Reports indicate a breakdown in communication within the Obama administration during the attack on the American consulate in Benghazi on September 11, 2012.
Top counter-terrorism officials say they received little to no communication from other agencies or members of the Obama administration as the attack was going on.
Military sources revealed the breakdown through emails which said, "top State Department officials decided not to send an interagency, rapid-response unit designed to respond to terrorist attacks." The unit is known as a Foreign Emergency Support Team (FEST) and is a joint effort between the State Department, the Central Intelligence Agency, and the Joint Special Operations Command. It has been deployed numerous times in the past to assist in investigations of foreign terrorist attacks, such as the USS Cole bombing and the bombings of U.S. embassies in Kenya and Tanzania.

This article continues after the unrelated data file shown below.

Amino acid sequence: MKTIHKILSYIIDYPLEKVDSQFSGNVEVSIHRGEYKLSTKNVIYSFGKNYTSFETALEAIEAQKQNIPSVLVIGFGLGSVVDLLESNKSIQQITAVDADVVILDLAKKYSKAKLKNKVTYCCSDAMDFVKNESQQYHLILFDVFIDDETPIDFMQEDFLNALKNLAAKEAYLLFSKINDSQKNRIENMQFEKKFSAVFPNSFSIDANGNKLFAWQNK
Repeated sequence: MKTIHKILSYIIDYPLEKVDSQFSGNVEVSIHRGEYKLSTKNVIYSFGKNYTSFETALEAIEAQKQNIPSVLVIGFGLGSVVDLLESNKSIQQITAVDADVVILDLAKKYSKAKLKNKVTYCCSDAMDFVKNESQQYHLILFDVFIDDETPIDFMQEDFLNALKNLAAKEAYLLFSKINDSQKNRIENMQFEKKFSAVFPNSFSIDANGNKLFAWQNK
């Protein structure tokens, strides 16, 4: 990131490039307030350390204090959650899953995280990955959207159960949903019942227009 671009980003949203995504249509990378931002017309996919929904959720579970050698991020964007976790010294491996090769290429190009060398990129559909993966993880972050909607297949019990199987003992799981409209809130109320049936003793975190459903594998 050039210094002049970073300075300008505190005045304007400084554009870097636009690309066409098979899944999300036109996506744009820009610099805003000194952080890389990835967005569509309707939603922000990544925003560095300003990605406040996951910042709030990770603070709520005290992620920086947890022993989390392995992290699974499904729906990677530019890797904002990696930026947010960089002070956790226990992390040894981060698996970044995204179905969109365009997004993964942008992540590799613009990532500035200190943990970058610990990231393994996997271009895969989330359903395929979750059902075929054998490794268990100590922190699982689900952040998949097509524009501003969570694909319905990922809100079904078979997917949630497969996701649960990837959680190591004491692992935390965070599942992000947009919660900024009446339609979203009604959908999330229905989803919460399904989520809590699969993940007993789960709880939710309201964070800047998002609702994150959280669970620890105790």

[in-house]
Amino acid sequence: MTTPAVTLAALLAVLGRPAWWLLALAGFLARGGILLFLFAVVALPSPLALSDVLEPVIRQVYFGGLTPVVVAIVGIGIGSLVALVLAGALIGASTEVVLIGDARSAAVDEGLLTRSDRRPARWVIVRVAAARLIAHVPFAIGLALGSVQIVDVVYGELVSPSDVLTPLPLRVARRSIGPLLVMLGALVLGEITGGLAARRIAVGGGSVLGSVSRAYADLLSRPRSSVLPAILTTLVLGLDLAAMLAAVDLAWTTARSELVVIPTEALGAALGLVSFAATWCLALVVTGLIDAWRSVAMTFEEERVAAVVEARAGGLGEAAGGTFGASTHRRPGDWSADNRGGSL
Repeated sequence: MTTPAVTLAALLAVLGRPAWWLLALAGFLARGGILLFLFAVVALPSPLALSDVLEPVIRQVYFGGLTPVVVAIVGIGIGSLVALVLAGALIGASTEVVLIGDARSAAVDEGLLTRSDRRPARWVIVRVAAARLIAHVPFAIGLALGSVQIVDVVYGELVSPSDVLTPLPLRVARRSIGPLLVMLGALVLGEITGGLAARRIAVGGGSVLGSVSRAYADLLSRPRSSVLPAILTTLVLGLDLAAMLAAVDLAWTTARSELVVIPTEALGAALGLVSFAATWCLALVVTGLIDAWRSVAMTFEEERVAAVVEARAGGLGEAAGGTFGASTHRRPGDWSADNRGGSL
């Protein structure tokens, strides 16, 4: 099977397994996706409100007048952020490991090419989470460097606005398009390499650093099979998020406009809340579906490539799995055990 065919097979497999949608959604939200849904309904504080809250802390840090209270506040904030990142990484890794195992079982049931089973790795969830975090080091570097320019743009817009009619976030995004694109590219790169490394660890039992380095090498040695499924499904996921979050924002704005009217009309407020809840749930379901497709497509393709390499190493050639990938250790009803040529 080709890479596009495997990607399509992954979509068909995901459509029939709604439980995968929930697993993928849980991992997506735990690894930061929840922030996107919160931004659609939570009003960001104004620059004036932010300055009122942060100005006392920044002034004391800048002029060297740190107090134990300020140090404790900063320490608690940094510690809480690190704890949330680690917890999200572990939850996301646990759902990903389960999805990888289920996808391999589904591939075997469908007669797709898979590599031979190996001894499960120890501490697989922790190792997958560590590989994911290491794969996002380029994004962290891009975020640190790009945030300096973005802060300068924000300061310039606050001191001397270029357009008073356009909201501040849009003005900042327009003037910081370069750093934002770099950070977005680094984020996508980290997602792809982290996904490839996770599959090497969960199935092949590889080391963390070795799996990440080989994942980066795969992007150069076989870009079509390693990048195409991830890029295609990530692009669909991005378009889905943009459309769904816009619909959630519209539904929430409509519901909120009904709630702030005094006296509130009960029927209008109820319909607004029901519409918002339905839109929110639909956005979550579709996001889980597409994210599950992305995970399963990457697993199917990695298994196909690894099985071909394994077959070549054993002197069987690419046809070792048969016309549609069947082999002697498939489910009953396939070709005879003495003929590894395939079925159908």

Counter-terrorism officials who were cut out of the communications loop on the night of September 11th argue that the FEST team could have helped the FBI gain access to the Benghazi consulate much sooner than the 24 days it ultimately took.
National Security Council Spokesman Tommy Vietor pushed back against these reports, claiming, "the most senior people in government worked on [the Benghazi attack] from the minute it happened."
It appears, however, that reacting the moment it happened was hours too late. Personnel inside the consulate sent a cable at 6:43 a.m. on September 11th to express concern that Libyan security personnel were photographing the consulate, apparently to map the facility's interior for the attack later that night.